May 24 (Bloomberg) -- Gasoline rose as reports of refinery unit shutdowns raised concern that supplies would be tight as the summer driving season began.
Futures advanced after Valero Energy Corp. announced maintenance at its 170,000-barrel-a-day McKee plant in Texas. Today is the first day of the four-day U.S. Memorial Day holiday weekend, the traditional kickoff of the summer driving period when demand is expected to increase.
“Nobody wants to be short the weekend,” said Carl Larry, Houston-based president of Oil Outlooks & Opinions LLC. “There’s too many things popping up.”
Gasoline for June delivery rose 1.09 cents, or 0.4 percent, to settle at $2.839 a gallon on the New York Mercantile Exchange after falling to $2.80. Trading volume was 0.5 percent below the 100-day average at 2:59 p.m. Futures fell 2.3 percent this week, the biggest decline since the seven days ended April 5.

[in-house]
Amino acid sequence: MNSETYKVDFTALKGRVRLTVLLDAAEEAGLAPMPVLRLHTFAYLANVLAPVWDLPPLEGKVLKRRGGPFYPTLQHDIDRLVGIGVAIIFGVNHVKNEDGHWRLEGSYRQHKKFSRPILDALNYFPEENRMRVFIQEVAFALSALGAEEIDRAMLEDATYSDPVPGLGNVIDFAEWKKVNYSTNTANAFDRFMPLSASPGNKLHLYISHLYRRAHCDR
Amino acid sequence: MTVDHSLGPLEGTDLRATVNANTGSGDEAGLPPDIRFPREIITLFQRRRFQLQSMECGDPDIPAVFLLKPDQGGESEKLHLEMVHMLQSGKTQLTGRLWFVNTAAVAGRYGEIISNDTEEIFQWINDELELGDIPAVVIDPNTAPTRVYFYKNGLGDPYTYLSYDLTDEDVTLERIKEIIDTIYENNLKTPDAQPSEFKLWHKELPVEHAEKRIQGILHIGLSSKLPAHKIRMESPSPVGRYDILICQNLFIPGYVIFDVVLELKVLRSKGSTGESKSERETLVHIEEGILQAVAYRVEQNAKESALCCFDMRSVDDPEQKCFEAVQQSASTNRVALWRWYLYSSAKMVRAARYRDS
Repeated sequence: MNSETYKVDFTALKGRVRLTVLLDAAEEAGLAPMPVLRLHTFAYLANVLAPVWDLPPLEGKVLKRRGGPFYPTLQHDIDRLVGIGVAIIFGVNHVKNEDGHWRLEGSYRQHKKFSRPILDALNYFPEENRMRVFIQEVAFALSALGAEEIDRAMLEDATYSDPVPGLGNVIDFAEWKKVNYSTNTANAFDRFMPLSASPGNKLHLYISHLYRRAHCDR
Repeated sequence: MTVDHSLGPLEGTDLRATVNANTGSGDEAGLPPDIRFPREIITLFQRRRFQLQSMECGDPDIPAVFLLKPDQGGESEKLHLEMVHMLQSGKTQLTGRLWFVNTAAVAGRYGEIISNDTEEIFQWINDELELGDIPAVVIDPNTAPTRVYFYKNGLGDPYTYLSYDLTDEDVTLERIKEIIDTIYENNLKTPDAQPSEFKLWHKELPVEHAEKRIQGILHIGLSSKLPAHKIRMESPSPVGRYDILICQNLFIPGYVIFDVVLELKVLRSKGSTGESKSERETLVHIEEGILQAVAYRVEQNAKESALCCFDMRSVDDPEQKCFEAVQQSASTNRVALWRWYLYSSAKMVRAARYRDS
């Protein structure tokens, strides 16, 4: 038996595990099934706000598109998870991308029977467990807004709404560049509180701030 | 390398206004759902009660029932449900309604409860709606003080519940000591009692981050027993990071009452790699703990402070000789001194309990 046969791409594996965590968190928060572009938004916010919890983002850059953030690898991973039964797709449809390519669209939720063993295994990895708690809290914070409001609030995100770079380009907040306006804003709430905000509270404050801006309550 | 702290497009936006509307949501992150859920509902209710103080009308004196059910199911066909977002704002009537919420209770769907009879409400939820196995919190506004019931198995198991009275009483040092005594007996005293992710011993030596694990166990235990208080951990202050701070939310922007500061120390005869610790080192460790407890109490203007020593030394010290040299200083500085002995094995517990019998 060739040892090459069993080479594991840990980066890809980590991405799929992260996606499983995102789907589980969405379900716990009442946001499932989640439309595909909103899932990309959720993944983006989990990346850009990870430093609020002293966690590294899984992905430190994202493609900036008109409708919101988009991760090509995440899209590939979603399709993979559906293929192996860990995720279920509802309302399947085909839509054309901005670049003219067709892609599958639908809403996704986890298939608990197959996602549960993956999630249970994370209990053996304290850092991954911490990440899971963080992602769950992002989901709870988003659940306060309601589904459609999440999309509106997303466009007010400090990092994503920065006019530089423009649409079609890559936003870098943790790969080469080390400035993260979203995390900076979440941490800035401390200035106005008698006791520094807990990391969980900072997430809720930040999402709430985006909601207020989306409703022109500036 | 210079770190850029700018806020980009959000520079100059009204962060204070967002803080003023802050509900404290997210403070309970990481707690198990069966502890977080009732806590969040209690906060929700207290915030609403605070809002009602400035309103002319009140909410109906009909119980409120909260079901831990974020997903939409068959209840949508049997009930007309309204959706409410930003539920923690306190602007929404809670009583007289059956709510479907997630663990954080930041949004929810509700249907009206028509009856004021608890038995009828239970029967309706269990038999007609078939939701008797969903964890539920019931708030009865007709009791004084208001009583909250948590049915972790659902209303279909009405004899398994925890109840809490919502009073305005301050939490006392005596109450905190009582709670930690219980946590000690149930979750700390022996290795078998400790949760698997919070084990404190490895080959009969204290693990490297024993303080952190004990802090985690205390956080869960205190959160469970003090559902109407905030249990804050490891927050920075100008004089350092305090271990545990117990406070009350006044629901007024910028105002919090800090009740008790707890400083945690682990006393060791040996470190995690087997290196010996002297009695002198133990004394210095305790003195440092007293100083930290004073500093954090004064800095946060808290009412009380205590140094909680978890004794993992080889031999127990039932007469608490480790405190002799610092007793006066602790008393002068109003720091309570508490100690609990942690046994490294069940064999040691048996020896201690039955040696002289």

“We’re at Memorial Day, seasonally near the peak for demand, and after that, demand will probably moderate,” said Phil Flynn, senior market analyst at Price Futures Group in Chicago.
Gasoline’s crack spread versus West Texas Intermediate widened 42 cents to $24.53 a barrel. July gasoline’s premium over July Brent shrank by 0.06 cent to $15.86.
Gasoline at the pump, averaged nationwide, fell 0.8 cent to $3.651 a gallon, Heathrow, Florida-based AAA, the nation’s largest motoring organization, said today on its website. Prices are 2.5 cents below a year earlier.
Gasoline demand increased 5.4 percent last week while consumption averaged over four weeks was down 3.3 percent from the year before, Energy Information Administration data showed.
ULSD for June delivery dropped 0.31 cent to settle at $2.8569 a gallon. Trading volume was 26 percent below the 100-day average at 3:07 p.m. Futures declined 2.7 percent this week, the largest drop since the week ended April 19.
July ULSD’s crack spread versus WTI crude oil widened 24 cents to $25.97 a barrel. July ULSD’s premium over Brent fell 24 cents to $17.29 a barrel.
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